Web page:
1 tones of voice 2 huskiness 3 universal signal; 4 thought or uncertainty 5 indifference 6 honesty 7 distance; 8 situation; 9 mood; 10 unconsciously same posture
1. C 2. A 3. D 4. A 5. C
6. B 7.C 8. D 9. D 10. A
11.A 12.C 13.B 14.A 15.D
16.C 17.C 18.A 19.D 20.B
26.A 27.D 28.D 29.A
So far as we can tell, all human languages are equally complete and perfect as instruments of communication: that is, every language appears to be as well equipped as any other to say the things its speakers want to say. It may or may not be appropriate to talk about primitive peoples or cultures, but that is another matter. Certainly, not all groups of people are equally competent in nuclear physics or psychology or the cultivation of rice or the engraving of Benares brass. But this is not the fault of their language. The Eskimos can speak about snow with a great deal more precision and subtlety than we can in English, but this is not because the Eskimo language (one of those sometimes miscalled 'primitive') is inherently more precise and subtle than English. This example does not bring to light a defect in English, a show of unexpected 'primitiveness'. The position is simply and obviously that the Eskimos and the English live in different environments. The English language would be just as rich in terms for different kinds of snow, presumably, if the environments in which English was habitually used made such distinction important.
Similarly, we have no reason to doubt that the Eskimo language could be as precise and subtle on the subject of motor manufacture or cricket if these topics formed part of the Eskimos' life. For obvious historical reasons, Englishmen in the nineteenth century could not talk about motorcars with the minute discrimination which is possible today: cars were not a part of their culture. But they had a host of terms for horse-drawn vehicles which send us, puzzled, to a historical dictionary when we are reading Scott or Dickens. How many of us could distinguish between a chaise, a landau, a victoria, a brougham, a coupe, a gig, a diligence, a whisky, a calash, a tilbury, a carriole, a phaeton, and a clarence ?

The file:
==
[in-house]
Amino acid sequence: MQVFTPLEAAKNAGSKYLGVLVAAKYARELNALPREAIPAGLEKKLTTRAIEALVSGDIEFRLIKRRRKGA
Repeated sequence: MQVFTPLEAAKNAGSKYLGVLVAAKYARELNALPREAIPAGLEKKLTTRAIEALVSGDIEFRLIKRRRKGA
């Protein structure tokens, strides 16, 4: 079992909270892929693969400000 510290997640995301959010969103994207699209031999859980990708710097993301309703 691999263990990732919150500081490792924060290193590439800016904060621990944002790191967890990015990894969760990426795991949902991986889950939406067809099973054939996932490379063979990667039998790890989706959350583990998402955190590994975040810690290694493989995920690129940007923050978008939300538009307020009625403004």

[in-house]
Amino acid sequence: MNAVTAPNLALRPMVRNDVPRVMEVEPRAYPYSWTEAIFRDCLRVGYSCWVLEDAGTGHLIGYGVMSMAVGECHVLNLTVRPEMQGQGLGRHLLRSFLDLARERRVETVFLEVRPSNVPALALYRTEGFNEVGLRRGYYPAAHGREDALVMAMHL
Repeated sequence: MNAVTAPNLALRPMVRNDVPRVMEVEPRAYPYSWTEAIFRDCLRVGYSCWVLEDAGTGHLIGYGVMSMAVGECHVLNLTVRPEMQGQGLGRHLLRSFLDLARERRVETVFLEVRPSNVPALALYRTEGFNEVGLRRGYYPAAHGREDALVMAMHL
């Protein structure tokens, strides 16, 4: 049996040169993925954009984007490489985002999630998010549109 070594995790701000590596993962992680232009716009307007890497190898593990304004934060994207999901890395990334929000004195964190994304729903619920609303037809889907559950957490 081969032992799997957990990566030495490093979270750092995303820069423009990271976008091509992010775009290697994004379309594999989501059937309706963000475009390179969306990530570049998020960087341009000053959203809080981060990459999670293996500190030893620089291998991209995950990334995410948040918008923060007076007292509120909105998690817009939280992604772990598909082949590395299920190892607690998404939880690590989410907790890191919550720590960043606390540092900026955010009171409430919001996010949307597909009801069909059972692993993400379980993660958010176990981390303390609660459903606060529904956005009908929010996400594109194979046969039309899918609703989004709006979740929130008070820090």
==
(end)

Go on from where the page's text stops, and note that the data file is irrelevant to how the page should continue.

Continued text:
1 be后插入 as; 2 their改为its; 3 There改为It; 4 Whereas改为But 5 further 改为much
6 come改为bring; 7 similar改为different; 8 will改为would; 9 as important去掉as; 10 the part去掉the
Friends tend to become more intimated if they have the same interests and temper, they can get along well and keep contacting; otherwise they will separate and end the relationship. Friends who are more familiar and closer can not be too casual and show no respect. Otherwise the harmony and balance will be broken, and the friendship will also be nonexistent any more. Everyone hopes to have his own private space, and if too casual among friends, it is easy to invade this piece of restricted areas, which will lead to the conflict, resulting in alienation. It may be a small matter to be rude to friends; however, it is likely to plant the devastating seeds. The best way to keep the close relationship between friends is to keep contacts with restraint, and do not bother each other.
The important role of a city’s local conditions in the urban design
Recently there is a hot debate on a report that a foreign design company invited by a little-known mountainous area in Guiyang provided a design without paying too much attention to the city’s unique characteristics. Some people appreciate the bold innovation of the design but others do not like it. In my opinion, any urban design should take the city’s original cultural heritage into account. The designers should suit their design to local conditions and try to take advantage of the local resources.
First, a city’s regional characteristics or local cultural heritage are its symbol, its identity. In a mountainous area, too many unconventional, super-futuristic buildings will not be compatible with the city’s landscapes. Without these landscapes, it is just another so called modern city composed of concrete and steel. Take Beijing for example. In the past few years, Beijing has been removing a large number of such alleys traditionally called hutong, in order to make it become a real international city. But without these hutongs can this city still be called Beijing, an ancient capital? The disappearance of hutongs means the disappearance of a period of history, a cordial lifestyle, and even the disappearance of Beijing itself. Then Beijing will lose its uniqueness.
Second, it can help a city save a lot of money by suiting the design to local conditions and try to take advantage of the local resources. This is especially important to small cities, like this one in a mountainous area near Guiyang. We all know Guiyang is a developing city, not very rich. Unconventional, super-futuristic buildings mean large need of money input. Then more burdens may be added to this city, which will run counter to the city’s original purpose of developing itself. Instead, if connections between a city’s culture and the various urban sectors, including housing, infrastructure and governance, are well made, the maximum economic benefits will be achieved.
Besides, the modernization should be a gradual process. More haste, less speed. Nonetheless, it should not be overlooked that the shortcomings of futuristic-style constructing outweigh its advantages brought.
In conclusion, any urban design should take the city’s original cultural heritage into account. The designers should suit their design to local conditions and try to take advantage of the local resources. A scientific city design should be dependent on the city’s regional characteristics, on a case-by-case basis.